Making a Submission
THE SUBMISSION PROCESS – DOES IT MAKE A DIFFERENCE?
YES IT DOES!
Don’t be disillusioned – decision makers really do want to know how you are affected by a proposed activity or what you know about potential effects from the proposed activity.
SO WHAT IS THE KEY TO GETTING YOUR POINT ACROSS?
- Take time and write your own submission. While it is easier to put your name at the bottom of a petition, a dozen or more signatures all stating the same thing often holds the same weight as one person who has taken the time to write their own individual submission.
- Keep your points very clear and logical. Try and remove any emotion you might have about the proposal. Keep the submission relevant to the subject matter. Decision makers what to know what you think and the evidence or arguments you have to support your view.
- Use meaningful and helpful headings (for example you might want to break your submission up into headings based on environmental effects such as, ‘Noise’, ‘Visual Effects’ and ‘Ecological Effects’)
- Keep your submission well spaced out with generous margins for the decision makers to make notes.
- Keep your submission short and to the point. Remember that you are hoping to make maximum impact and decision makers will often have to read through many submissions.
- Be accurate and complete. Write about what you know, not about what someone else knows.
CONTENT – WHAT SHOULD YOU WRITE?
- On the first page you should write:
- What proposal your submission is in respect of and the date of the application;
- State who the submission is from. You should always include your full name, your postal address, a phone number and an email address (note though this will become public)
- Explain who you are. You might want to state that you are an affected party because of the location of your property. You might want to state your education and experience in a particular area, your membership affiliations you have if they relate to what you are writing about and whether you have the support of an organisation or other people in your community;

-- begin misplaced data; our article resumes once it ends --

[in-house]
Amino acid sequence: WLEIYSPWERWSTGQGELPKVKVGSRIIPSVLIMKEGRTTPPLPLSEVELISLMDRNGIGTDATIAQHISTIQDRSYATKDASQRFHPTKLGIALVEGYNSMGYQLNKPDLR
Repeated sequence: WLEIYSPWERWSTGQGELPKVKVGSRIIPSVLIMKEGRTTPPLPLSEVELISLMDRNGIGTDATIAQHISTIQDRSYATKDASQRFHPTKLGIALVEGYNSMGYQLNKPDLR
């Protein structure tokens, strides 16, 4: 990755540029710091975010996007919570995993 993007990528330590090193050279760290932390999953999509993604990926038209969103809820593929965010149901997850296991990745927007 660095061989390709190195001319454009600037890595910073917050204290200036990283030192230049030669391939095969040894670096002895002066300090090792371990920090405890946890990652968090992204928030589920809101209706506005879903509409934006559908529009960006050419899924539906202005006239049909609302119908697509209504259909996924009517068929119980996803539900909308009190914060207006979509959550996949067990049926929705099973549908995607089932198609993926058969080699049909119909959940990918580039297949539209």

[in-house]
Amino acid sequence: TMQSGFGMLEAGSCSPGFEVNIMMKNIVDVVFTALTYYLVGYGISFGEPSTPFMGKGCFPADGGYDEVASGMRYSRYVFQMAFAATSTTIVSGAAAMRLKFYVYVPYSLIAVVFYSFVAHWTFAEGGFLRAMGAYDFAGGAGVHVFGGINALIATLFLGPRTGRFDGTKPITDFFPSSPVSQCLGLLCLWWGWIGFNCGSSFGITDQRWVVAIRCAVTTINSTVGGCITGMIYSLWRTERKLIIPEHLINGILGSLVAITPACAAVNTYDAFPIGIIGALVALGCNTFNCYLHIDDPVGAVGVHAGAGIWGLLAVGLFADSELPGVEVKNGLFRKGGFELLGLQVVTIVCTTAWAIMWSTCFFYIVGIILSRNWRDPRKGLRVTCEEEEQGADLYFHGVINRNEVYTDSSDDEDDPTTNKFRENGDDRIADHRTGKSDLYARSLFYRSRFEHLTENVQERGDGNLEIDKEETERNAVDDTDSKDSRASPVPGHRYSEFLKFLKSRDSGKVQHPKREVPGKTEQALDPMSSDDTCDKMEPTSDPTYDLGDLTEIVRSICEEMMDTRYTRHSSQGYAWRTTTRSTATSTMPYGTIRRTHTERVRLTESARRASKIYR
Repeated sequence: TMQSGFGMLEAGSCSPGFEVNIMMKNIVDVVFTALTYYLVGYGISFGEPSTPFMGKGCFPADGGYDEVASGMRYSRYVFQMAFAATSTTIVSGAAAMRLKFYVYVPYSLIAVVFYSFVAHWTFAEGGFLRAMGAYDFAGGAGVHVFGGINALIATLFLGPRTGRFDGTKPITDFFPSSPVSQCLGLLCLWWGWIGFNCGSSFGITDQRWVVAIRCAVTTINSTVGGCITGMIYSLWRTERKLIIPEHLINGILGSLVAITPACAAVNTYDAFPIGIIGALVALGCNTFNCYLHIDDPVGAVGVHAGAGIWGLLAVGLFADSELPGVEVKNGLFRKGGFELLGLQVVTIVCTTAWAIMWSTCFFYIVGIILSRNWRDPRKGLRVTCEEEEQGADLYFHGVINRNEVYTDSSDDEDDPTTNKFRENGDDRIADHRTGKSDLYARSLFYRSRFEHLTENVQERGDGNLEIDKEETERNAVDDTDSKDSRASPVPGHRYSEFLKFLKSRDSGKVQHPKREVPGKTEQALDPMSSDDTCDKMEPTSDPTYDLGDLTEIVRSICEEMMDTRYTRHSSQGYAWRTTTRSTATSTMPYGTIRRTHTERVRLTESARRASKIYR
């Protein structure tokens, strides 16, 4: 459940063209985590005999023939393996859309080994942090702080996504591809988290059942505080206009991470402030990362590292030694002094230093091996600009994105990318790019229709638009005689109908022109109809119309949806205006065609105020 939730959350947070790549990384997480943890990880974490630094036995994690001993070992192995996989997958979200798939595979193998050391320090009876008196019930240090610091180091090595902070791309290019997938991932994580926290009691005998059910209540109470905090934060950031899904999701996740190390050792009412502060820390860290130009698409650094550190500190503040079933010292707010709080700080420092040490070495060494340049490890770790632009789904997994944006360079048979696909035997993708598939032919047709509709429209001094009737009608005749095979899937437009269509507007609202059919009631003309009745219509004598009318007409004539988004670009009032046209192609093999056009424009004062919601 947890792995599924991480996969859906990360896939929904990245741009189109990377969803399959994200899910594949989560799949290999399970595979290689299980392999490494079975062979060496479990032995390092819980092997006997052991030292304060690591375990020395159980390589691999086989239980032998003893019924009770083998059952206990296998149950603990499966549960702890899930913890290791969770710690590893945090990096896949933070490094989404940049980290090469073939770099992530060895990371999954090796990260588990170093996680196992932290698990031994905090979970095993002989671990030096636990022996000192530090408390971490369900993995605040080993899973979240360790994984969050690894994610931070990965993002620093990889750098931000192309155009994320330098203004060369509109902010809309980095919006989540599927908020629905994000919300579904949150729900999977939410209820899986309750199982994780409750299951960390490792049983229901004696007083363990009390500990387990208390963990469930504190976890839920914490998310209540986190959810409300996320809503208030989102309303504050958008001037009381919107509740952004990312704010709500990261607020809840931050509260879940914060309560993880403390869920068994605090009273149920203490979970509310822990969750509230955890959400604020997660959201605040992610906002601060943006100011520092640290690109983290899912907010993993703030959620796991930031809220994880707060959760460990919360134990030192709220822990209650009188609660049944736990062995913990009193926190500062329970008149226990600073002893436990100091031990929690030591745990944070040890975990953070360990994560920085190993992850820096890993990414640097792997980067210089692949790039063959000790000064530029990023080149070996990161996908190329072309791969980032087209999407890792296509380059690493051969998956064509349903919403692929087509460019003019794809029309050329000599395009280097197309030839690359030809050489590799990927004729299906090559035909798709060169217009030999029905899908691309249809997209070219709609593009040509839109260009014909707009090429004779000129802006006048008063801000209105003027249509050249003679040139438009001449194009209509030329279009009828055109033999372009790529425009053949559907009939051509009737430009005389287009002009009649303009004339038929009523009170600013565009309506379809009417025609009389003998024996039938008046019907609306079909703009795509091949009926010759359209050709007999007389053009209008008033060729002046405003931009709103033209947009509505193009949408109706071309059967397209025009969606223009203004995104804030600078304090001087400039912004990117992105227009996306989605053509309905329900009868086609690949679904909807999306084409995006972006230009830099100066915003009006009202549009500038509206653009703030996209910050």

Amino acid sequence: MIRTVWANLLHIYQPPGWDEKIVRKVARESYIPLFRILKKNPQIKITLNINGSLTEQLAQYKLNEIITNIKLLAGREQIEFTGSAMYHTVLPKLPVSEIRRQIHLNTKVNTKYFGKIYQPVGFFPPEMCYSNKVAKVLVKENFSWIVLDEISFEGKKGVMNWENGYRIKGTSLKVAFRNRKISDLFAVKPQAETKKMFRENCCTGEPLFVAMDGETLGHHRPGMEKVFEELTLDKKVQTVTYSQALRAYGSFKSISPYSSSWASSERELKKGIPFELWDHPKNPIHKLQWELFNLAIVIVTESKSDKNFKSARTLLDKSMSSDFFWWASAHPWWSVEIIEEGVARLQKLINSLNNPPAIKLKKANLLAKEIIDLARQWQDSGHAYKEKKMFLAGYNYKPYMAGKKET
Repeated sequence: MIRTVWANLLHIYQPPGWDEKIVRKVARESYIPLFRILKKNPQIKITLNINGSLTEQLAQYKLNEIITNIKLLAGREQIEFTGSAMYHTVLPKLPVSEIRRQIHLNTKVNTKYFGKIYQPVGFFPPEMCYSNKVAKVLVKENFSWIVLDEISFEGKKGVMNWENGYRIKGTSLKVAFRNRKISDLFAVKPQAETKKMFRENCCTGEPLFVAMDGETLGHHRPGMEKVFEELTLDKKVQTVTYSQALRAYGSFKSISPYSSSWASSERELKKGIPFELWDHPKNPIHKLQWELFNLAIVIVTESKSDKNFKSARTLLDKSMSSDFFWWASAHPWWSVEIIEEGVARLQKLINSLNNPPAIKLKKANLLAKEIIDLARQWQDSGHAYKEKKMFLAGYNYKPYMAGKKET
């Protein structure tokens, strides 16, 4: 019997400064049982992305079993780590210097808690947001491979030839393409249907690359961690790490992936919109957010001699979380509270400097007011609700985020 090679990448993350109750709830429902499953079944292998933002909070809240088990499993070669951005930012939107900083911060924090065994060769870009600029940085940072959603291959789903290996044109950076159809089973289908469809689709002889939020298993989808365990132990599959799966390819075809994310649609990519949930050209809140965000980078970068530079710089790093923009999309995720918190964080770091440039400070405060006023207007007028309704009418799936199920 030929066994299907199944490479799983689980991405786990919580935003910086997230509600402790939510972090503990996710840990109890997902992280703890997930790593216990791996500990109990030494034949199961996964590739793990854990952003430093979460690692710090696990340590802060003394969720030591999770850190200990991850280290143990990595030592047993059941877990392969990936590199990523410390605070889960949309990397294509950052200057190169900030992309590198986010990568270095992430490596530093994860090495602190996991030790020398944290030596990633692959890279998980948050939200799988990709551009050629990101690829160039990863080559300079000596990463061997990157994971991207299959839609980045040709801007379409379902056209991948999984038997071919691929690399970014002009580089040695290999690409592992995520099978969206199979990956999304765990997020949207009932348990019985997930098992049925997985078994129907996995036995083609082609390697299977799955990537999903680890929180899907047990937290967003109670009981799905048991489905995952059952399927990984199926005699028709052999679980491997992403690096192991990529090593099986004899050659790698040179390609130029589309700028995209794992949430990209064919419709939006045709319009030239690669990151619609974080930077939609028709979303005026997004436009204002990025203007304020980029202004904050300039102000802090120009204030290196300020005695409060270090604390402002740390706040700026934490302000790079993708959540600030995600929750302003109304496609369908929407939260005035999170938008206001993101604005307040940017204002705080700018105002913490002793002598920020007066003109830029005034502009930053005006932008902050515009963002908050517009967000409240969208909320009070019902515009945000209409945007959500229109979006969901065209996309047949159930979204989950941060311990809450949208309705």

- Whether you support or oppose the proposal;
- A summary of your key reasons for your submission in bullet points that are easy to read;
- Whether you wish to speak to your submission at a Hearing. I would always recommend you ask to speak to your submission as it provides you with an opportunity to re-enforce what you have said and for a decision maker to clarify any points you made. REMEMBER if you get the jitters you can always ask someone else to speak in your place!
- Write about how you might be affected or if you have expert knowledge about a subject, then write what you know the effects might be from the proposed activity. Decision makers want to hear from you, not necessarily read information about effects about another person or information from another expert.
- If you are an expert on a subject matter (for example you might be a retired geologist, an amateur botanist, a sociologist, a kaumatua with local historical knowledge or the organiser of a mother’s playgroup) SPEAK TO THAT SUBJECT MATTER.
- Describe the potential adverse effects on you or your property and give real examples. At this point it is important to think in terms of what the Resource Management Act regulates and address those matters. The Resource Management Act is concerned with social, economic, and environmental effects including:
- any positive or adverse effects;
- any temporary or permanent effect;
- any past, present, or future effect (including on future generations);
- any cumulative effect which arises over time or in combination with other effects regardless of the scale, intensity, duration, or frequency of the effect, and also includes—
- any potential effect of high probability; and
- any potential effect of low probability which has a high potential impact
- Decision makers must recognise & provide for matters of national importance as follows:
- the preservation of the natural character of the coastal environment (including the coastal marine area), wetlands, and lakes and rivers and their margins, and the protection of them from inappropriate subdivision, use, and development:
- the protection of outstanding natural features and landscapes from inappropriate subdivision, use, and development:
- the protection of areas of significant indigenous vegetation and significant habitats of indigenous fauna:
- the maintenance and enhancement of public access to and along the coastal marine area, lakes, and rivers:
- the relationship of Maori and their culture and traditions with their ancestral lands, water, sites, waahi tapu, and other taonga:
- the protection of historic heritage from inappropriate subdivision, use, and development:
- the protection of protected customary rights.
- Decision makers must also have particular regard to:
- the ethic of stewardship;
- the efficient use and development of natural and physical resources;
- the efficiency of the end use of energy;
- the maintenance and enhancement of amenity values;
- intrinsic values of ecosystems;
- maintenance and enhancement of the quality of the environment;
- any finite characteristics of natural and physical resources; and
- the effects of climate change.
- Decision makers must take into account the principles of the Treaty of Waitangi.